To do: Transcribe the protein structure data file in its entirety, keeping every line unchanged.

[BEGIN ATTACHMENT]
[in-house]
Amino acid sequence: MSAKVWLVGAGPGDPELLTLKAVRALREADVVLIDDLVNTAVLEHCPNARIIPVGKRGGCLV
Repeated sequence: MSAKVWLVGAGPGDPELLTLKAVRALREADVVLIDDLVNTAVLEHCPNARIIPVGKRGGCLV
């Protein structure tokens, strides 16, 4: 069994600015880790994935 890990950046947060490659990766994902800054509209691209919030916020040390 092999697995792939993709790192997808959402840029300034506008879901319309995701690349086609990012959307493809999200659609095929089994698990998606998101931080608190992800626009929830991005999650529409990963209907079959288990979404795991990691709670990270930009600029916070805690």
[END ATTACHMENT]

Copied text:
[in-house]
Amino acid sequence: MSAKVWLVGAGPGDPELLTLKAVRALREADVVLIDDLVNTAVLEHCPNARIIPVGKRGGCLV
Repeated sequence: MSAKVWLVGAGPGDPELLTLKAVRALREADVVLIDDLVNTAVLEHCPNARIIPVGKRGGCLV
């Protein structure tokens, strides 16, 4: 069994600015880790994935 890990950046947060490659990766994902800054509209691209919030916020040390 092999697995792939993709790192997808959402840029300034506008879901319309995701690349086609990012959307493809999200659609095929089994698990998606998101931080608190992800626009929830991005999650529409990963209907079959288990979404795991990691709670990270930009600029916070805690």